MUSIC

All music written and performed by Four Letter Words, except track 9, written by John Dowland.

Matt Piet - Piano
Jake Wark - Tenor saxophone
Bill Harris - Drums & percussion

1. But Does It Float? (Harris)
2. Dr. Faustus In Space (Piet)
3. Expletive 1
4. Interrobang (Wark)
5. Expletive 2
6. Deep Eddy (Harris)
7. Expletive 3
8. Basement (Wark)
9. Come Again!? (Dowland)
10. Radio Silence (Piet)

Recorded live on September 12, 2016 at belAir Sound Studio by Todd Carter.

Mixed and mastered by Bill Harris.

Artwork by Lewis Achenbach.
www.lewisachenbach.com
© & ℗ 2017 Amalgamusic (ASCAP). All rights reserved.

Reviewed by Peter Margasak for the Chicago Reader:

Last fall I wrote about the vitality of Chicago’s jazz and improvised music scene after discovering the playing of pianist Matt Piet, who’s part of a new wave of players melding the rigor of free improvisation with the oblique rhythms and harmony of 60s postbop. That soon led me to other locals on the rise, like tenor saxophonist Jake Wark and drummer Bill Harris, who work with Piet in a trio called Four Letter Words. On the group’s strong new album Radio Silence (Amalgam Music)—which the performance tonight celebrates—mournful, bittersweet melodies float over roiling, thrumming grooves in a manner that reminds me of the David S. Ware Quartet at its best. Wark wields a rich, full-bodied tone marbled by biting vibrato, his sobs punctuated by lower-register honks as he unfurls epic improvisations. And where Piet’s playing in his own trio relies on spry, fractured lines, he here favors slowly cycling lyric chording and sorrowful filigree. Harris makes a simpatico fit, maintaining a firm pulse while jabbing his partners with sputtering lines that suggest he could keep time even as he and his kit tumbled down a flight of stairs. Three short improvisations titled “Expletive” are scattered among the album’s ten tracks, demonstrating a sharp rapport, but the trio still sounds best during the sturdy themes each member contributes in writing (also included is a soaring interpretation of the John Dowland madrigal “Come Again”). During certain moments the players are somewhat subsumed by their influences (Ornette Coleman, Albert Ayler, Matthew Shipp), but I have no doubt that they’re well on their way to standing out on their own merits.

Read the review on the Chicago Reader

All music was performed live by Four Letter Words.

Four Letter Words is:

Jake Wark - Tenor saxophone
Matt Piet - Piano
Bill Harris - Drums and percussion

Recorded in August of 2015.

Engineering, mixing and mastering by Bill Harris.
Designed and produced by Four Letter Words.

www.fourletterwordsmusic.com

Special thanks to Mike Reed and Constellation, Paul and Mary Piet for the recording space, and our friends, families, and listeners.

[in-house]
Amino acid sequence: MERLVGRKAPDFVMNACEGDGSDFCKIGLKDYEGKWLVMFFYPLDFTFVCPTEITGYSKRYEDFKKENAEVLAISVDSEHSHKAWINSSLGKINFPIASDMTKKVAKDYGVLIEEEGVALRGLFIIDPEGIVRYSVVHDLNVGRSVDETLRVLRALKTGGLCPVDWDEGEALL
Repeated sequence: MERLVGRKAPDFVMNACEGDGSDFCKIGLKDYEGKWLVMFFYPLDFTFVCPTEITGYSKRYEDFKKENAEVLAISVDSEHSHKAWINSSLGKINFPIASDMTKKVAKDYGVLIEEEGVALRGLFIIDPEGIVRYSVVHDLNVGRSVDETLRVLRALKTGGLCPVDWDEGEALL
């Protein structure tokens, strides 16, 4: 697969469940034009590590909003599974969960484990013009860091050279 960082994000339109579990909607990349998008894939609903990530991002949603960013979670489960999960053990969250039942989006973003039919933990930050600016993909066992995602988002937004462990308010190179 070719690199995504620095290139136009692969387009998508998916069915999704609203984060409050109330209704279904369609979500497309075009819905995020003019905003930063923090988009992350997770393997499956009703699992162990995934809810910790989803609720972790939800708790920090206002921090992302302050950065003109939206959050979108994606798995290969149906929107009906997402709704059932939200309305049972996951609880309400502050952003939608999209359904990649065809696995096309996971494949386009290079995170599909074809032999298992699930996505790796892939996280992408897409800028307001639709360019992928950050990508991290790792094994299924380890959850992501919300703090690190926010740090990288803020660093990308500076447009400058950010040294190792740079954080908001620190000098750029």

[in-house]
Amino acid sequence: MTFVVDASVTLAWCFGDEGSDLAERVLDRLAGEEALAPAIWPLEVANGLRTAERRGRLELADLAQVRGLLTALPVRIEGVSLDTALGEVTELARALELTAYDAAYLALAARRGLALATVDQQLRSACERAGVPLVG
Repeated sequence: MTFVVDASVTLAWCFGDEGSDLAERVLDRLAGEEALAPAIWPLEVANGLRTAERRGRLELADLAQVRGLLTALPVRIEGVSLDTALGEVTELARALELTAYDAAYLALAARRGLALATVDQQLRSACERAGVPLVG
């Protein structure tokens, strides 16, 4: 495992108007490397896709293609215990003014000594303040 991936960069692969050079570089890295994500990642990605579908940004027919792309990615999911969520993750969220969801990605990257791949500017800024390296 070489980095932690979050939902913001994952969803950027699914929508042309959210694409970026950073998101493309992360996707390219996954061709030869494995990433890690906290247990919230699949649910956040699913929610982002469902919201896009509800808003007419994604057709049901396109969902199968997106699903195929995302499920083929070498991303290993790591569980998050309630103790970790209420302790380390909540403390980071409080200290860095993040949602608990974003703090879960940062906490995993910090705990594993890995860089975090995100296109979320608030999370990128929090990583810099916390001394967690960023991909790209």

© & ℗ 2015 Amalgamusic (ASCAP). All rights reserved.

Reviewed by Budd Kopman at All About Jazz:

Four Letter Words is a trio consisting of tenor saxophonist Jake Wark, pianist Matt Piet and drummer Bill Harris, and Blow is their highly intelligent, extremely intense and deeply rewarding debut recording.

As usual, labels are almost useless. Their music manages to sound quite free while simultaneously being organized around motifs, if not full melodies. Aural imagery is strongly projected, with each track exploring a particular area of emotional complexity as well as creating an almost concrete listening space.

Piet sounds like the leader; his playing is very strong, particularly his left hand, which supplies the bottom normally given to the bass. His compositions make up half of the eight tracks. Wark's saxophone always has a high- pressure feel to it in its fullness and projection, even when he is not playing loudly. Harris is recorded back in the mix, but he is always felt, if not heard, as an equal voice in music that does not have, for the most part, a steady groove.

The album has a clearly conceived arc, with the short title tune, "Blow," beginning and ending the album. The word "blow" has many meanings (listed in the liner), with the most obvious here being play an instrument, not necessarily a horn. A concise compendium of Piet's compositional methodology and the band's sound, the tracks end before ever seeming to get going.

The interior tunes are all long (seven to over nine minutes) intense explorations, with the band in the end creating a recognizable sound, despite the differing emphases of each track. The middle three tracks, "Lugubrious" (Harris), "I Heard You Singing In A Tree" (Piet) and "The Vampire" (Wark) could be thought of as the core of the album, or at the very least that which is representative of the group.

The music on Blow can pin you back in your seat one moment and then turn on a dime to become beautiful. It is at turns funny, dangerous, overwhelming and in the end very rewarding listening for anyone who cares to take the plunge and immerse themselves in the sound world of Four Letter Words.